Category Archives: Small Spaces

Cool Season Planting

Since securing my new garden I have been busily pulling weeds and loosening the soil to get ready for planting. I have had several beautiful days out in the garden, marred only by the constant swearing coming from the alley behind the yard. The Whitaker is an interesting neighborhood, with a strange mix of early 20th century cottages with beautiful gardens, warehouses, artist studios, and hipster food places. The neighborhood also has a surprising number of people who seem to on drugs and/or drunk, including the folks who live behind my garden.

peaspeaspeas
Creative Commons License photo credit: Aunt Owwee

Since this spot has been an organic vegetable garden for many years, the soil is good. I’m limiting the amount of digging and turning of the soil I’m doing, since the soils seems to have nice structure already. I bought a fork and I’m simply loosening the soil with the fork and then pulling up all the weeds.¬† Organic vegetable gardening can be a hassle some days, whoever was gardening before me didn’t spend much time weeding. The grass was already 6-8 inches high when I first saw the garden. I managed to clear two beds, about 3.5ft wide and 20 ft long. Discovering in the process that they are both filled with bind weed. ACK! But I wanted to plant several things that are better direct seeded, rather than transplanted, so I cleared the bed rather than sheet mulching.

Here’s what I have planted so far:

  • broccoli
  • red cabbage
  • soft neck garlic
  • russet burbank potatoes
  • red pontiac potatoes
  • yellow granex-sweet vidalia type onion (short day)
  • red candy apple onion (intermediate day)
  • super star onion (intermediate day)
  • red wethersfield onion (long day)
  • texas supersweet onion (short day)
  • cascadia peas (bush snap peas)
  • sugar pod II (bush snow peas)
  • sugar daddy (bush snap peas)
  • yellow rock onion
  • white ebenezer onion
  • arugula
  • lettuce

This spring, since I’m gardening in a new place (and I’m a little behind schedule because I had to find a space) I stuck with varieties I could find at local nurseries, hoping that the nurseries were doing a good job of choosing varieties. Frankly, I don’t trust nurseries to do a good job of only selling what will grow well in their locale. Already I’m a little worried because it seems that some of the onions sets I bought are short and intermediate day when Eugene is a long day area. This doesn’t bode well for my onions. I also managed to save some garlic chives that I discovered there. I love all sorts of onion family plants and peas, I love peas. I may have overdone it planting peas and onions, but there is no way to have too many peas, and I’m planning to thin the onions for greens as they grow. Yum, I can’t wait!

How I lost the community garden lottery, but still got a garden…

Allotments in Chiswick
Creative Commons License photo credit: Ben30

A few weeks ago I lost the community garden lottery here in Eugene. The city was nice enough to send me a letter to let me know that I was number fifty seven on the waiting list. Apparently I’m not the only one with an urge to grow my own food. According to Oregon’s agricultural extension:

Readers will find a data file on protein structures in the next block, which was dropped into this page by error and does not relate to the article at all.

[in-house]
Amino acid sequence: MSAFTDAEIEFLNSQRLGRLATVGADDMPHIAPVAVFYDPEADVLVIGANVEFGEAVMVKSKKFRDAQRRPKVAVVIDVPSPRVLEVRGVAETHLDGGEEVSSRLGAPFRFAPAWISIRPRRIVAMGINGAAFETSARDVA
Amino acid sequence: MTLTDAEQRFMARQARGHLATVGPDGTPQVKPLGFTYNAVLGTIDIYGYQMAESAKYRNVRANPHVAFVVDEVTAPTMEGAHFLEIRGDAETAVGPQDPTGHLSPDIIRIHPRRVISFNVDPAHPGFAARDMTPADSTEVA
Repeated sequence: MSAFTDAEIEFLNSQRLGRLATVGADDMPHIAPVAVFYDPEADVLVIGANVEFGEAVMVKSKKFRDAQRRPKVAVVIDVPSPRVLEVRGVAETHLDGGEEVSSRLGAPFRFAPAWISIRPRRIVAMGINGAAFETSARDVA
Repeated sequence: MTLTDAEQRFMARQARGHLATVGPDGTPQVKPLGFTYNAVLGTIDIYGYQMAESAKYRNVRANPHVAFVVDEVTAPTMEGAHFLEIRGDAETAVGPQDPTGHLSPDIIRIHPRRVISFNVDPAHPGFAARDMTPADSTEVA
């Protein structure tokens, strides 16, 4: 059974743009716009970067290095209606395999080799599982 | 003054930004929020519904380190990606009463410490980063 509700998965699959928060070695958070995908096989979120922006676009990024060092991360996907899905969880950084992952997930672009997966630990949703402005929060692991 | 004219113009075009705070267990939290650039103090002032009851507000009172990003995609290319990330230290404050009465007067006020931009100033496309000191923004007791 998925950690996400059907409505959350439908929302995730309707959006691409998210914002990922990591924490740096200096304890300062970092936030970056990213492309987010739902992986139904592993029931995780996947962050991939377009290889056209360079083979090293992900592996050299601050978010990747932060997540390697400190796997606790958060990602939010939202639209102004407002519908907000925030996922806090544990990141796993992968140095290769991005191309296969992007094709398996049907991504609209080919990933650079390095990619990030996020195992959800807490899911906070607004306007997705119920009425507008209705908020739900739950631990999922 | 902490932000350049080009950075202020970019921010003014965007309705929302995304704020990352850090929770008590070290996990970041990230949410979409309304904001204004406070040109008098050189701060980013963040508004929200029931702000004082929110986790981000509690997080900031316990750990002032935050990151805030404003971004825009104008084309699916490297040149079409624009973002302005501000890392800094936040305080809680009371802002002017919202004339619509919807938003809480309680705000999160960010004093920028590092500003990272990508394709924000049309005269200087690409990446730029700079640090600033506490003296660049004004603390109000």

The number of names on a waiting list to rent plots in the Portland area’s 30 community gardens has grown to 1,000, according to Extension’s Clackamas County horticulturist Weston Miller, and landowners are offering to donate land for more community gardens.

I don’t know how long the list in Eugene is, but there are at least 57 people waiting. Further research would most likely reveal¬† long lists in other cities around the country. Faced with the depressing reality that I would have to make do with my little patio, I headed over to Down To Earth to buy a few containers. As I wandered from the nursery into the garden center, I noticed a bulletin board with various notices. Imagine my surprise when I discovered a post offering a backyard space for gardening. I called right away and now I have a lovely backyard space equal to a 600 sq ft community garden plot. It’s small, but as a grad student I have a limited amount of time for gardening.

Yardsharing is a new trend around the country, but the woman who is lending me her space has been doing it for years. The soil in my new garden is lovely, even if somewhat weedy.

Seeds are sprouting!


Creative Commons License photo credit: mahalie
Last Saturday I took a study break and headed down to the Eugene Propagation Faire at the local community college. The organizers had gathered an amazing array of fruit tree cuttings: apples, pears, apricots, almonds, plums, nectarines, etc. Gathered around long tables were people watching local experts raptly as they grafted the cuttings onto rootstock. Unfortunately for me, I don’t have a place to plant fruit trees at the moment and while I could plant a dwarf tree or two on my patio garden, I decided to wait until I was better prepared with the perfect container and planting mix.

Instead, I took advantage of the seed swamp happening on the other side of the cafeteria and went home with a nice mix of herb, flower, and vegetable seeds. When I got home I sorted through my box of old seeds and made myself a promise to plant all those old seeds this year. I have quite a collection of seeds of various ages going back about ten years.